USB 4 Version 2 Doubles Transfer Speed to 80Gbps -- even 120Gbps if You Push It

The new data transfer tech could arrive in late 2023, but you'll only get top speeds when you upgrade all cables, peripherals and PCs.

Stephen Shankland principal writer
Stephen Shankland has been a reporter at CNET since 1998 and writes about processors, digital photography, AI, quantum computing, computer science, materials science, supercomputers, drones, browsers, 3D printing, USB, and new computing technology in general. He has a soft spot in his heart for standards groups and I/O interfaces. His first big scoop was about radioactive cat poop.
Expertise processors, semiconductors, web browsers, quantum computing, supercomputers, AI, 3D printing, drones, computer science, physics, programming, materials science, USB, UWB, Android, digital photography, science Credentials
  • I've been covering the technology industry for 24 years and was a science writer for five years before that. I've got deep expertise in microprocessors, digital photography, computer hardware and software, internet standards, web technology, and other dee
Stephen Shankland
2 min read
A USB-C cable connector

A USB-C cable.

Stephen Shankland/CNET

The industry group behind USB published an update to the data transfer standard on Tuesday that doubles top speeds to 80 gigabits per second. But the new USB 4 version 2 also got another trick that should help people with heavy data transfer needs: an ability to reach 120Gbps in some circumstances.

USB 4v2 can transfer data at 80Gb per second between laptops and tablets to peripherals like monitors and storage systems. That speed is bidirectional, meaning it can travel to or from the peripherals. To accommodate heavy data loads -- like using large monitors, external drives and fast Ethernet networks -- USB 4v2 can split up its data capacity differently, with 120Gbps of capacity out to peripherals and 40Gbps coming back in.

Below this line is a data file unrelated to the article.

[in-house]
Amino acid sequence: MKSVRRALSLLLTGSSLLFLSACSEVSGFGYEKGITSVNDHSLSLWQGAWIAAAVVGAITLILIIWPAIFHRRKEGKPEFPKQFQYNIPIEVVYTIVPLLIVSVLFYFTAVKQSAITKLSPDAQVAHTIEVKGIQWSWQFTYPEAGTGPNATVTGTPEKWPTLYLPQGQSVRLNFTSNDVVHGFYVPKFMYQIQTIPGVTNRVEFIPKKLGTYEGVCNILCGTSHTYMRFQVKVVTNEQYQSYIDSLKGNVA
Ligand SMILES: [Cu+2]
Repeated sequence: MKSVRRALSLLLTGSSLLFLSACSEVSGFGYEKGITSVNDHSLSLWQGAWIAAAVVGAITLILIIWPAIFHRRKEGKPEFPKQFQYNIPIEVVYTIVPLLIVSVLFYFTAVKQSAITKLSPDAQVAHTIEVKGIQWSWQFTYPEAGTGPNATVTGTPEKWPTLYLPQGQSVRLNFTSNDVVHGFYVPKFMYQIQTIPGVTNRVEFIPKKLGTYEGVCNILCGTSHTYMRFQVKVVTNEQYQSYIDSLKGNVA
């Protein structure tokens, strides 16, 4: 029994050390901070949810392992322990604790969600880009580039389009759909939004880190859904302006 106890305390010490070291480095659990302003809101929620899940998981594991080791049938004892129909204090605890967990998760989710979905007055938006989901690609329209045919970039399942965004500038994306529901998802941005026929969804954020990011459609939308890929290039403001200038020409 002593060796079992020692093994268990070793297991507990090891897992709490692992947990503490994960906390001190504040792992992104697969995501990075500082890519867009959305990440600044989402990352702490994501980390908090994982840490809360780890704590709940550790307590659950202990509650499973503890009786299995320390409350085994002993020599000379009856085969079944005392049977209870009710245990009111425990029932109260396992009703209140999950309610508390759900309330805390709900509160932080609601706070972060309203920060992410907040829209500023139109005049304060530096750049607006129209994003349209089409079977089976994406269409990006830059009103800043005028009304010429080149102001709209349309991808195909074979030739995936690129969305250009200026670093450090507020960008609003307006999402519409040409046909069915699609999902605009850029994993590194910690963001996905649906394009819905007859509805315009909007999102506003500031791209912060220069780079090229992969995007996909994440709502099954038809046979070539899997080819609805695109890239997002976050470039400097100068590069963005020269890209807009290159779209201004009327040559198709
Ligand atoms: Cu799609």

Don't expect the change immediately. "It will take at least 12 to 18 months ... before we start to see leading solutions in the market," the USB Implementers Forum told CNET in a statement.

The new capacity also could help enable docking stations and hubs with more ports -- in particular, more USB-C ports. As USB became more powerful, hub makers for years offered products with multiple old-style USB-A ports but only a single USB-C port. Now you can buy some products with 3 USB-C ports, but the faster USB 4v2 could lift that for those who need to plug in lots of devices, the group said.

USB is widely used to connect countless devices for data transfer and charging, so any improvements stand to affect millions of consumers. Wireless data transfer technology over Bluetooth and Wi-Fi are important, but old-school copper cables still offer the highest speeds and best reliability and can charge devices, too.

The Universal Serial Bus standard started more than two decades ago with printers, keyboards and mice, devices that didn't demand much capacity. But external monitors and high-end storage systems are much more demanding. USB speed boosts have helped keep pace and also have helped replace a profusion of laptop ports with a smaller set of more versatile ports.

USB continues to spread, showing up in cars, airplane seat backs and, also Tuesday, new lower-end iPad tablets that Apple announced.

A multicolored computer dongle featuring an assortment of cable types.

Consumers had to deal with many cable types in the past, but USB-C is gradually replacing most of them.

Stephen Shankland/CNET

The USB 4v2 standard governs data transfer, but it's actually one of a trio of standards that can be confusing to sort out. Another standard called USB-C determines the shape of the connector and the cables that plug into it, while USB PD (short for Power Delivery) governs how devices charge.

To keep USB-C charging cables inexpensive, many support only old and relatively slow USB 2 data transfer speeds of 480Mbps -- just 6% of the new USB 4v2 standard.

Existing USB-C cables rated for 40Gbps will work at 80Gbps, the USB Implementers Forum said. For active cables, which add controller chips to support longer lengths, the group is working on an updated specification.